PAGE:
EventSub delivers real time information for activities that occur on Twitch such as subscriptions, Cheering, Hype Trains, and polls. As extensive as EventSub has become since its initial release, there has been one foundational aspect of Twitch that has not made an appearance until now. Get your favorite emotes ready because sending and receiving Twitch Chat is coming to EventSub and the Twitch API.
During TwitchCon 2023, four new subscription types were announced and later released as the first step to bring Twitch Chat to EventSub. These are channel.chat.clear, channel.chat.clear_user_messages, channel.chat.message_delete, and channel.chat.notification. At the same time, we mentioned eventually adding a fifth subscription type for receiving all chat messages in a given channel. After letting it cook a little longer, the channel.chat.message subscription type is now available as version 1.
To subscribe to read chat in a channel, you’ll need authorization from the user your application wants to read chat as (we’ll call this the chatting user). This user must be able to join the specified channel’s chat and will appear in the chatters list as long as your subscription is active. If you’re setting up a subscription over WebSockets, you’ll need the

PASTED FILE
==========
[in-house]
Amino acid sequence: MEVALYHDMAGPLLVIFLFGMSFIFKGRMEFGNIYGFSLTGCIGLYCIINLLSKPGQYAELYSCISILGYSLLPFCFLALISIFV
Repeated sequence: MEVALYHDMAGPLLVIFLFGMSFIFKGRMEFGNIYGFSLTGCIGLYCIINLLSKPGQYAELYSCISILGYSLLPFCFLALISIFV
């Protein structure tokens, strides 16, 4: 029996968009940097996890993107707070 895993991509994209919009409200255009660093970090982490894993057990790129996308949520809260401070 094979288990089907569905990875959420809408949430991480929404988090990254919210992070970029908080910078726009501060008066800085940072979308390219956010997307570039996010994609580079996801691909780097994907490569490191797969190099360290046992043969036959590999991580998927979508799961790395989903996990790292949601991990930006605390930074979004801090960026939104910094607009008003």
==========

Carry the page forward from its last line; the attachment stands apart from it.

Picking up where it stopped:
user:read:chat scope from the chatting user. If your app needs to scale out to many channels, you’ll need to subscribe via Conduits or Webhooks, and you must also have the
user:bot scope from the chatting user and either (1) the
channel:bot scope from the broadcaster or (2) the chatting user must have moderation status from the broadcaster. These additional scopes for app access tokens provides broadcasters with more control over who can programmatically interact with their chat.
Although defined in the documentation, here is a recap of these scopes:
channel:bot- Allows the application’s bot users access to a channel. Granted by the broadcaster of the channel you want to read chat in and necessary if you are setting up your subscription with an app access token.
user:bot- Allows the application’s to appear as this user in chat. Granted by the user your application will read chat as and necessary if you are setting up your subscription with an app access token. In the future, we may visually distinguish users that appear in chat via this method from other Twitch users.